Friday, May 11, 2007

IT Security Industry

Lots of people (e.g. Gunner Petersen, Pete Lindstrom) are attacking Bruce Schneier for asking Do we really need a security industry?

Obviously Bruce doesn't expect the IT security industry to disappear any time soon. He points to some of the structural reasons for the economic viability of stand-alone products and services for IT security (including legal liability - or the lack of it), as well as the vested interests of software companies.

In some ways, the global security situation is getting worse with the increasing fragmentation of functionality and responsibility, and the increased interconnectedness of human and automated systems. This phenomenon isn't just an IT problem: it exists in other domains as well.

Bruce's argument is that security should be (increasingly) embedded into the infrastructure. This is the logic underlying the acquisition of Bruce's own company by BT last year. (See my comment: BT enters the Blogosphere.)

Pete is scornful, and and there are some similar comments on Bruce's own blog:
"The notion of 'natural' security in the face of an intelligent adversary is so fundamentally ignorant that the whole thing must be a charade. It isn't even a pipe dream - it is an impossibility. Throw in the fact that IT resources are increasing in value and function and there is no doubt of that impossibility."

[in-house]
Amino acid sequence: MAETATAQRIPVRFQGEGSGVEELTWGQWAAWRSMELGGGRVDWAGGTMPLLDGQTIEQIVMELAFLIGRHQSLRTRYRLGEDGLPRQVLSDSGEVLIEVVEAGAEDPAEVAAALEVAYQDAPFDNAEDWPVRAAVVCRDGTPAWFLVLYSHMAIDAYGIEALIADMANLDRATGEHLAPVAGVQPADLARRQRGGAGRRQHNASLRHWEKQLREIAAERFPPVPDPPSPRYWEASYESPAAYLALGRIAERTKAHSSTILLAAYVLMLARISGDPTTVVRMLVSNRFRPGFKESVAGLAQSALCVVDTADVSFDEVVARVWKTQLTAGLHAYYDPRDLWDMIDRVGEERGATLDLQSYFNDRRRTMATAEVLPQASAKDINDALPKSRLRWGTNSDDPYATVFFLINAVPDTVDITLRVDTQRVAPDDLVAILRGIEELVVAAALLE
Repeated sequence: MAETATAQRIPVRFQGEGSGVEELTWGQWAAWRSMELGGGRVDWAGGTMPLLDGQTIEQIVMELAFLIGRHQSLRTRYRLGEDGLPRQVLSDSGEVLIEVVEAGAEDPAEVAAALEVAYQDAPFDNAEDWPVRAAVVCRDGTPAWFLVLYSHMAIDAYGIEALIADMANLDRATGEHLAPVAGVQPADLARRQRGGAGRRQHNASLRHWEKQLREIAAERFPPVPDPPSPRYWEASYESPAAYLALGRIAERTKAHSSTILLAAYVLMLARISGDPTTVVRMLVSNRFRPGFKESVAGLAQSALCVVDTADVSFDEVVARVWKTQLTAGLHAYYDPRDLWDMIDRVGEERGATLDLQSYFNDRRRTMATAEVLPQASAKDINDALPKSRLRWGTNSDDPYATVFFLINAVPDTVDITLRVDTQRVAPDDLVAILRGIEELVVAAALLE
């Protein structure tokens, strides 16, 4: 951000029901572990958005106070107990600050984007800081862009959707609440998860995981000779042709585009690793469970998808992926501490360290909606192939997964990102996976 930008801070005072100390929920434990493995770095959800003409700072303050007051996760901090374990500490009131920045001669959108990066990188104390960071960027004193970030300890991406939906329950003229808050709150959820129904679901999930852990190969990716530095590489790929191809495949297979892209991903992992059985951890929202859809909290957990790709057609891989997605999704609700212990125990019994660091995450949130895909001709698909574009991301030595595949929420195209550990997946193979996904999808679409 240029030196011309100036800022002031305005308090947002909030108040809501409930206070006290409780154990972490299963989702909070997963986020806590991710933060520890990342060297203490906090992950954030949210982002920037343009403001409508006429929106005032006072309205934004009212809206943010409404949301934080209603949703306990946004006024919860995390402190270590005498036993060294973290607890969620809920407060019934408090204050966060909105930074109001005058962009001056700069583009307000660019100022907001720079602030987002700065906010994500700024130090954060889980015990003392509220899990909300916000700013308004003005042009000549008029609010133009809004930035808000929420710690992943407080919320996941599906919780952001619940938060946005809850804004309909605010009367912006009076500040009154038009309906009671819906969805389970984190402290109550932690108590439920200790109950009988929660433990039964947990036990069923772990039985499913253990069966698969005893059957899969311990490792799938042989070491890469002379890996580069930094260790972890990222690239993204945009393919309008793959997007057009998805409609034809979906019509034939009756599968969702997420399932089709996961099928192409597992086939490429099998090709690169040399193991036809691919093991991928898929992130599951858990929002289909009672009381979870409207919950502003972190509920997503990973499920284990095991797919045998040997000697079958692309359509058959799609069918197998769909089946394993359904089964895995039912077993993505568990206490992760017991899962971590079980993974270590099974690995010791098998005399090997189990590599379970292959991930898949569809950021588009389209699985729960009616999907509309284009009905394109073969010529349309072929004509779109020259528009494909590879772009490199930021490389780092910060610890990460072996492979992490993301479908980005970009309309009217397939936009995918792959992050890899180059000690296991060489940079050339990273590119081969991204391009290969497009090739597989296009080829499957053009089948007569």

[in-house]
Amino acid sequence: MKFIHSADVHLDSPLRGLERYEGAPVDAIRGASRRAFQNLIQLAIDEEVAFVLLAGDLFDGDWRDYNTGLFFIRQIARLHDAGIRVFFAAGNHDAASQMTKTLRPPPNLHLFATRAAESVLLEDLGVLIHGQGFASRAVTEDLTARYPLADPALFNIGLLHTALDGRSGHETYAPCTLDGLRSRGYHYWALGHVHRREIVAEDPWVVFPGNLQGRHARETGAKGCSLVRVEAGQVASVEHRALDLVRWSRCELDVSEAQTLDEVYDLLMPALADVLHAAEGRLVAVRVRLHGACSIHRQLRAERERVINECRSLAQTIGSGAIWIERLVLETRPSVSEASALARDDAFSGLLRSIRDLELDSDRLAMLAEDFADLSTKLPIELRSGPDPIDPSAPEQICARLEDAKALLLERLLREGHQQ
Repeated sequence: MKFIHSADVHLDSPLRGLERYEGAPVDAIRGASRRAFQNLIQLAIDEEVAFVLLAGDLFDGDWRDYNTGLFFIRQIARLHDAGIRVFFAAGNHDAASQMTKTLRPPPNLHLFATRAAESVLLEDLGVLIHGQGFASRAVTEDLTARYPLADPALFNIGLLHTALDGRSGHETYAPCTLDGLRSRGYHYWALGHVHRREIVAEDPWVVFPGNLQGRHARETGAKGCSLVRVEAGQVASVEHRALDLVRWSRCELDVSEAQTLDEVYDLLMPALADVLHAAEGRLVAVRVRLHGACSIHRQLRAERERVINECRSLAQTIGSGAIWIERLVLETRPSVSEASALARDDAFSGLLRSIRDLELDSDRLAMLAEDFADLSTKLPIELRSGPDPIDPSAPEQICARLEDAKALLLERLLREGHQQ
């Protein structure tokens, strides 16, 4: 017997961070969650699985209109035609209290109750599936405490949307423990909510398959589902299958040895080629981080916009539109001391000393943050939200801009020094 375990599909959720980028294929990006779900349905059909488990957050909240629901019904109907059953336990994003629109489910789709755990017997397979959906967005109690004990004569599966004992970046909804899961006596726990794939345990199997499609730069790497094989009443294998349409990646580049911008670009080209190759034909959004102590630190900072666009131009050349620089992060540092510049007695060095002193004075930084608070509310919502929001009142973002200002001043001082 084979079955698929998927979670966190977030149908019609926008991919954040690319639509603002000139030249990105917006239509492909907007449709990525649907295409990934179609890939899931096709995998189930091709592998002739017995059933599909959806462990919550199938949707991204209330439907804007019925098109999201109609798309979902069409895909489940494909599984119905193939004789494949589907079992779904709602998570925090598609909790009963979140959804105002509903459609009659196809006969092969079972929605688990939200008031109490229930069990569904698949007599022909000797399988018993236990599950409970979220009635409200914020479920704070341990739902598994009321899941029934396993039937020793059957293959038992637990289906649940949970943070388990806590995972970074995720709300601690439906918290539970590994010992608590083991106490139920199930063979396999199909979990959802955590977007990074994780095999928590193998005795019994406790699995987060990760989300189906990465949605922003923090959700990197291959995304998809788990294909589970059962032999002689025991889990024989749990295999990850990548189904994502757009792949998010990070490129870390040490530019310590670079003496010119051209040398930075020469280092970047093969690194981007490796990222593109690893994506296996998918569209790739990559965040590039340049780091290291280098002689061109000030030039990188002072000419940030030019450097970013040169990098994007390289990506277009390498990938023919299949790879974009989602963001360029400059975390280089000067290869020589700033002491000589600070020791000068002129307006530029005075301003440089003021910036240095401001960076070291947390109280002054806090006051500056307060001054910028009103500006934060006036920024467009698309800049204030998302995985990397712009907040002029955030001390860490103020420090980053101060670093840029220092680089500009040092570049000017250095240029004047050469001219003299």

Gunnar's criticisms are more moderate. He also questions the notion of natural security, but acknowledges the problems with the present situation:
"The way the IT security industry is presently constituted, is not effective, focuses WAY too much on network security instead of app and data security, and is incredibly reactive and tactically focused."
For my part, I think it's always useful to ask provocative questions. Questions like "Do we really need X?" (or the equally provocative "Does Y matter?") shouldn't be dismissed with a simple Yes/No answer. Such questions call for an exploration of the true actual or potential value of X and Y, and perhaps a search for better (more innovative, more intelligent) alternatives to the current state-of-the-art.

Do we need an IT security industry? Probably yes, but not the one we've got at the moment.

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